As I previously mentioned, Jason Quinlan and I co-presented a poster at this year’s EAA in Istanbul. While it isn’t quite as brilliant as Alison Akins’ Plague Poster, I enjoyed putting something together about the photography at Çatalhöyük, especially with one of the primary photographers involved!

Regardless, I’ve put our poster below. Of particular note is the immense increase in the size of the archive after Photoscan was introduced at Çatalhöyük.

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Jason and I collaborated on this remotely, and so there is some funny bits with converting between iterations of Illustrator, most notably in the wandering photo code above.

Let me know what you think!

 

Origins of Doha Re-Photography Featured on CNN

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I was happy to see that a mash-up that did a while ago for the Origins of Doha project was featured on the special Qatar Foundation section of CNN. The photo is near the Souq Waqif, and we located and re-shot the photograph using one of the few landmarks left in that area, a small minaret visible above and to the left of the men walking toward the camera. The black and white photograph comes from the Bibby and Glob expedition to Doha.

I posted some of my initial attempts here:

http://middlesavagery.wordpress.com/2013/01/02/rephotography-in-doha/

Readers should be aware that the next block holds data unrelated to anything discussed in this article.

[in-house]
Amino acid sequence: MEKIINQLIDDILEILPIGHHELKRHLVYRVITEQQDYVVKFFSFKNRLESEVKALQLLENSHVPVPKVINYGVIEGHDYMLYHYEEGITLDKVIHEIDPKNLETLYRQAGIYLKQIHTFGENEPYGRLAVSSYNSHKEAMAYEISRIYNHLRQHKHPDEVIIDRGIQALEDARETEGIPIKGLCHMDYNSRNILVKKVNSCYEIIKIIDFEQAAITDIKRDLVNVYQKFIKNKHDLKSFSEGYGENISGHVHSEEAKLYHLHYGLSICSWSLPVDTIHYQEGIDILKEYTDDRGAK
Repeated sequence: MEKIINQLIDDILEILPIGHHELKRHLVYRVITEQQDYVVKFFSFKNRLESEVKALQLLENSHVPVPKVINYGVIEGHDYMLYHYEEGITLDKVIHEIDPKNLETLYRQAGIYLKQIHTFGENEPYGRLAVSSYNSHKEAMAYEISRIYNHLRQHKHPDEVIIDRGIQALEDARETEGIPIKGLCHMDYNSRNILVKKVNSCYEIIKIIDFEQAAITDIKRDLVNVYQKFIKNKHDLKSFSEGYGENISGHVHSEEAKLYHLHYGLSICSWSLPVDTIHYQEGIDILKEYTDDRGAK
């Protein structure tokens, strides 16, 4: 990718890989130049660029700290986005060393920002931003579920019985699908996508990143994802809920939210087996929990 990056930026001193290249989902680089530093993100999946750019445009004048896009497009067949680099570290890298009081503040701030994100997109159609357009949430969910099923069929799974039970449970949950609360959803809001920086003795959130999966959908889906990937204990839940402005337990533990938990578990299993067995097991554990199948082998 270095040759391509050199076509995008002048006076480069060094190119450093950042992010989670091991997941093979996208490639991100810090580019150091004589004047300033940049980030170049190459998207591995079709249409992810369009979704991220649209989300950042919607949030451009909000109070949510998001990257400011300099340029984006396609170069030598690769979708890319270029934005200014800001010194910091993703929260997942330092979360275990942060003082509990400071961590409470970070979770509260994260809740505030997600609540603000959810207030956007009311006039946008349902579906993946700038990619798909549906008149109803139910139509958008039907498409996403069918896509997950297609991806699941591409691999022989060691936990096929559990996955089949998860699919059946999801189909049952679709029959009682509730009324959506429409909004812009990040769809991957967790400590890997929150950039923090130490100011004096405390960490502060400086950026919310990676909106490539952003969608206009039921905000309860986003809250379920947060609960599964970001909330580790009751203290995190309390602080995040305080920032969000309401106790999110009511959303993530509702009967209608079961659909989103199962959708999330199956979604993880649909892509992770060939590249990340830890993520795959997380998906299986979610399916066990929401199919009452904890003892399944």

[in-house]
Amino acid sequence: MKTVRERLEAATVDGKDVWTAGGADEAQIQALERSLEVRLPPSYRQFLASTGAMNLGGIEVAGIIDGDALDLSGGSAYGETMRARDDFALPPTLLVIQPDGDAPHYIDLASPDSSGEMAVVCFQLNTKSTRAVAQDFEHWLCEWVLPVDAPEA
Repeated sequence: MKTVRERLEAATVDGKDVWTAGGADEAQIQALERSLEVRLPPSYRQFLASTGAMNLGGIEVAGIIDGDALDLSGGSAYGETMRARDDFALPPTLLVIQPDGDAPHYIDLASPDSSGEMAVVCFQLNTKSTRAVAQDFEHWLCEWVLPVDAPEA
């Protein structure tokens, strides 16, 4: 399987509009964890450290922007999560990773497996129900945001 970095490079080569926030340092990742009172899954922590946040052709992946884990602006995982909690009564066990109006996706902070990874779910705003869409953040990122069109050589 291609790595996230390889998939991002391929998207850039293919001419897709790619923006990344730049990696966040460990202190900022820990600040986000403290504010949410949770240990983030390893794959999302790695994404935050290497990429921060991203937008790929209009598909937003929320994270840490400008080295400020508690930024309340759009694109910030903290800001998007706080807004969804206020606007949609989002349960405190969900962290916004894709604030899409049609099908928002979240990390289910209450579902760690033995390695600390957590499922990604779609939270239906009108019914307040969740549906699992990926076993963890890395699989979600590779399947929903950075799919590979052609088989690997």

http://middlesavagery.wordpress.com/2013/01/07/take-two-rephotography-in-doha/

You can see the full feature about the Origins of Doha Project, as linked from the project webpage HERE, and includes the print versions of the article in Arabic and English.

EAA Istanbul: A Blast from the (Çatalhöyük) Past

Tea on the Ferry across the Bosphorus, taken in 2006 (!)

Tea on the Ferry across the Bosphorus, taken in 2006 (!)

For the first time ever, I’m attending the European Association for Archaeology (EAA) meetings, 10-14 September in Istanbul. Istanbul is probably my favorite city in the world, so full of chaos and color, heady intellectualism, romanticism and a past that stretches deep beneath the Bosphorus. I don’t think my Turkophilia sits all that well with my Turkish friends, who have to struggle with the conservatism of Erdoğan’s government and have to fight in the streets to protect themselves from his police state. I worry about my friends in Turkey, I worry about Turkey’s slide into militancy, but I also believe in them and their passionate resistance and refusal to be silenced.

So my joy to be returning to Turkey is somewhat tempered by the ongoing struggles of the Gezi protesters and Erdoğan’s move from prime minister to president, with the accompanying fears of a cult of personality that will elevate him into an autocratic regime.

Whew–after that fairly heavy-handed politicizing, I’ll be presenting in two sessions, both about previous (slightly old & moldy) work that I did regarding Çatalhöyük that I need to publish.

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First is a paper:  The Life and Death of Virtual Çatalhöyük in Second Life